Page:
February 7th, 1875

Yataro Iwasaki, the founder of Mitsubishi

Yataro Iwasaki (50), the founder of Mitsubishi, died in Tokyo, Japan. The name Mitsubishi is a compound of mitsu (“three”) and hishi (literally, “water chestnut”, often used in Japanese to denote a diamond or rhombus). Its emblem was a combination of the Iwasaki family crest and the oak-leaf crest of the Yamanouchi family, who were leaders of the Tosa clan, which controlled the part of Shikoku where Yatarō was born. In 1874–1875, Iwasaki was contracted by the Japanese government to transport Japanese soldiers and war materials. The Japanese government purchased a number of ships for the Japanese Expedition of 1874 to Taiwan against Paiwan Aborigines in southeast Taiwan, and these ships were later given to Mitsubishi after the expedition was finished in 1875. This created strong links between Mitsubishi and the Japanese government that ensured the new company’s success. In return, Mitsubishi supported the new Japanese government and transported troops who defeated the Satsuma Rebellion in 1877. Thus the success of Mitsubishi became intertwined with the rise of the modern Japanese state. Subsequently he invested in mining, ship repair, and finance. In 1884 he took a lease on the Nagasaki Shipyard, which allowed the company to undertake shipbuilding on a large scale, and renamed it Nagasaki Shipyard & Machinery Works. Iwasaki Yatarō often gave dinners for dignitaries, spending a huge amount of money on these occasions, but he also made many friends who later helped him by doing favors. Iwasaki died of stomach cancer, and was succeeded as the head of the family business first by his brother, and later his son, Hisaya.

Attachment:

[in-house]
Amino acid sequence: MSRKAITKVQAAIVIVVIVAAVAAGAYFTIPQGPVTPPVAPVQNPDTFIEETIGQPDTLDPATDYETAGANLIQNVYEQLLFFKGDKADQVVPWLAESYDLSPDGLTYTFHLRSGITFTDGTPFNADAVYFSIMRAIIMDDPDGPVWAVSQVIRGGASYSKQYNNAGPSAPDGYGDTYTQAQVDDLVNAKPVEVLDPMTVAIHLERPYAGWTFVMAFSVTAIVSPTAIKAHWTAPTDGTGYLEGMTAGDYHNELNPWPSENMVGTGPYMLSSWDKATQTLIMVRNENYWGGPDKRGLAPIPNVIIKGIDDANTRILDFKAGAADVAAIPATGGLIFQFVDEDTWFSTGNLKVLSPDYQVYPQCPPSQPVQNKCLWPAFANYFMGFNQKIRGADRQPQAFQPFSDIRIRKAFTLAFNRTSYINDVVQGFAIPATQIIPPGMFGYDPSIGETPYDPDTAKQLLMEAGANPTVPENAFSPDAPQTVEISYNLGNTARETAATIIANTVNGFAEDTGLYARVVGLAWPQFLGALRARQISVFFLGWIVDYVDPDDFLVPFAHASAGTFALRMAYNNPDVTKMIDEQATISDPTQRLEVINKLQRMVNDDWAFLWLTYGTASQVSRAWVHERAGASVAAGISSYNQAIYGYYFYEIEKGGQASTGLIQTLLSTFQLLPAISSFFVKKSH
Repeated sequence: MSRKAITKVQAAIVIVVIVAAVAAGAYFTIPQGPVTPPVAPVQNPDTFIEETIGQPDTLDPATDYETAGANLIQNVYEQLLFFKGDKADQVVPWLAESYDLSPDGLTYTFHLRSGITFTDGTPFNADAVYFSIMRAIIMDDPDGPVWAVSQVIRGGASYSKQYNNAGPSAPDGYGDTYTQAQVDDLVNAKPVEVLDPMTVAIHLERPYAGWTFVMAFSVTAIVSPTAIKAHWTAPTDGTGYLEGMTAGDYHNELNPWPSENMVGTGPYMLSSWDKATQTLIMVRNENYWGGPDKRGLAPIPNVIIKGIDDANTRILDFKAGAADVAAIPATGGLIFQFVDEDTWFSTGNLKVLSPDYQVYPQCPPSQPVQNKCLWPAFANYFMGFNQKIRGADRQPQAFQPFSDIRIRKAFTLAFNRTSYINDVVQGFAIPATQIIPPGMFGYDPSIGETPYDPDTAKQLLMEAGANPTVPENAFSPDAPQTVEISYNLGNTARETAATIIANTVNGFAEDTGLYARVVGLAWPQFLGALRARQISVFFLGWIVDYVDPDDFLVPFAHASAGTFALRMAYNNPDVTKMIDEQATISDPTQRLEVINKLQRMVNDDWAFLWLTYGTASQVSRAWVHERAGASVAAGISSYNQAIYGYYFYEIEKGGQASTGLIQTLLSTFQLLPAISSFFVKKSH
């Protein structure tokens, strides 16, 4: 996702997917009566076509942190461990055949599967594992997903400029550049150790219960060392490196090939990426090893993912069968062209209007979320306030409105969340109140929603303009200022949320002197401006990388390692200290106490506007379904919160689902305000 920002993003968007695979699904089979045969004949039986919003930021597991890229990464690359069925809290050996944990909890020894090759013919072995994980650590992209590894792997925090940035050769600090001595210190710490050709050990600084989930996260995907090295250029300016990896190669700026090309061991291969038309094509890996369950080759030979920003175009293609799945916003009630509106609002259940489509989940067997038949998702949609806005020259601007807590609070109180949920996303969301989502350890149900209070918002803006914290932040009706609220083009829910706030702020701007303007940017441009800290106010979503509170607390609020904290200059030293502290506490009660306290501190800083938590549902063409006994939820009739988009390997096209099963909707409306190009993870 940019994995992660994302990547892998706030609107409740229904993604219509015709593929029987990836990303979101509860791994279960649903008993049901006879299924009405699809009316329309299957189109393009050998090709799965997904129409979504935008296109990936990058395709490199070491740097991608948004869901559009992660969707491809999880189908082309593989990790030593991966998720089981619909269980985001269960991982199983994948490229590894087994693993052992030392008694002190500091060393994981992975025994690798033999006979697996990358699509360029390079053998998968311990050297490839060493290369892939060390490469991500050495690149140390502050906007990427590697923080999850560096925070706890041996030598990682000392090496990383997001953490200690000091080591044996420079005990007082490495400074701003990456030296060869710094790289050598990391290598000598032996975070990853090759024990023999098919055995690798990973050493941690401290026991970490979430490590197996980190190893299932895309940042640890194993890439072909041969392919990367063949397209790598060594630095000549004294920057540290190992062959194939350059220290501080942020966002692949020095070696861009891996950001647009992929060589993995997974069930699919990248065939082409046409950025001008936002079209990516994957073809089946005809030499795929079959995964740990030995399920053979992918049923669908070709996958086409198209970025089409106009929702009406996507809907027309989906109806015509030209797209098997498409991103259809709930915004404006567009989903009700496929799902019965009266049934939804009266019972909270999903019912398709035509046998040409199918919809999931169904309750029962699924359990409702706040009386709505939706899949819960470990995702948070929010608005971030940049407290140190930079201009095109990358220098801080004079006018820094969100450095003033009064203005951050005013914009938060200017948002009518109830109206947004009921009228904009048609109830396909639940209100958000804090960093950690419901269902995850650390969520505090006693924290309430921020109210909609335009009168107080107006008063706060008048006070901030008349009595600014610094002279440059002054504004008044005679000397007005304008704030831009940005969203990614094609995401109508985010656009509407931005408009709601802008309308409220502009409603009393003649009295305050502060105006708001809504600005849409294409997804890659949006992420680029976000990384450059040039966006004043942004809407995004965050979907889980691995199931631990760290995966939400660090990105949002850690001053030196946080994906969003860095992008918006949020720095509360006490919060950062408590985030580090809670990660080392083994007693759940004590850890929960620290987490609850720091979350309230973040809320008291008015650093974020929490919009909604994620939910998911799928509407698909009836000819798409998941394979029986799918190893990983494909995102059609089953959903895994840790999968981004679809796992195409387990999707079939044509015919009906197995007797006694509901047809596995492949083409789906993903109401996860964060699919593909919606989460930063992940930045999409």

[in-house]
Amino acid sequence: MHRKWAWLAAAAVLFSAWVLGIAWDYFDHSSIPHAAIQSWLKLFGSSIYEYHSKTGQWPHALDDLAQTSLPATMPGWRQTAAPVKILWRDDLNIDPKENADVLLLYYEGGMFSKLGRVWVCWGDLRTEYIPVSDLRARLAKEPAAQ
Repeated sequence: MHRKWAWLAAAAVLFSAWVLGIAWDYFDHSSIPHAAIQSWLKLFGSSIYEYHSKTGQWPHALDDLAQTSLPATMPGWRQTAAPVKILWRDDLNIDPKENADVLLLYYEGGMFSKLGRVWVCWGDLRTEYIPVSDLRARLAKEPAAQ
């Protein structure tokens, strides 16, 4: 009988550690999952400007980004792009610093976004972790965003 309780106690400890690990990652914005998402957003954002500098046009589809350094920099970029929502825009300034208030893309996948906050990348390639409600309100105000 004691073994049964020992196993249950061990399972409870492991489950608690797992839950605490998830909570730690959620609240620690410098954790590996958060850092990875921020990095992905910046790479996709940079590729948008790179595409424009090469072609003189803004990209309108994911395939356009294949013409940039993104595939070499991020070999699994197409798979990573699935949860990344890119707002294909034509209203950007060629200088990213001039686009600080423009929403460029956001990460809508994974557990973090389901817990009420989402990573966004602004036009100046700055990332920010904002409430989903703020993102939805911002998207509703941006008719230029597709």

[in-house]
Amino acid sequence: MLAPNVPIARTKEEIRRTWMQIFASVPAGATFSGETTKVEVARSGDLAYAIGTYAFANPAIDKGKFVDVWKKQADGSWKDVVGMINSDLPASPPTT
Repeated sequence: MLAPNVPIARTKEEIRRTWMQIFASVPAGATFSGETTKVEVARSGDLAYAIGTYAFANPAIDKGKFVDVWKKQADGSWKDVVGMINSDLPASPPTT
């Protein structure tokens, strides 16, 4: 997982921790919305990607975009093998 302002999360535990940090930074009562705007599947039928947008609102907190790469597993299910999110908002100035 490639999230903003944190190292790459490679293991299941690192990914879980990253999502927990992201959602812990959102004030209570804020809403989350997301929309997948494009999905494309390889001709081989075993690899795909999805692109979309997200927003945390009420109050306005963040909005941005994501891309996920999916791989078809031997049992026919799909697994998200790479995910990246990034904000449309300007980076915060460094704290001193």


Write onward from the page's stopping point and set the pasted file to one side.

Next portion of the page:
February 7th, 1959

The Daytona International Speedway formally opened. Thirteen cars were on hand for the first qualifying round, but 6 failed tech inspection. “Fireball” Roberts turned in a speed of 140.581 mph in a Pontiac to earn the pole for the inaugural 100 mile Grand National qualifying race. Marvin Panch ran 128.810 mph to pace the two convertibles that timed in. The track was built by NASCAR founder William “Bill” France, Sr. to host racing that was held at the former Daytona Beach Road Course. His banked design permitted higher speeds and gave fans a better view of the cars. Since opening it has been the home of the Daytona 500, the most prestigious race in NASCAR. In addition to NASCAR, the track also hosts races of ARCA, AMA Superbike, USCC, SCCA, and Motocross. The track features multiple layouts including the primary 2.5 miles high speed tri-oval, a 3.56 miles sports car course, a 2.95 miles motorcycle course, and a .25 miles karting and motorcycle flat-track. The track’s 180-acre infield includes the 29-acre Lake Lloyd, which has hosted powerboat racing. Lights were installed around the track in 1998, and today it is the third-largest single lit outdoor sports facility. The speedway has been renovated three times, with the infield renovated in 2004 and the track repaved in 1978 and 2010. The speedway is owned and operated by International Speedway Corporation.

This week in Automotive History is produced by Branding Roar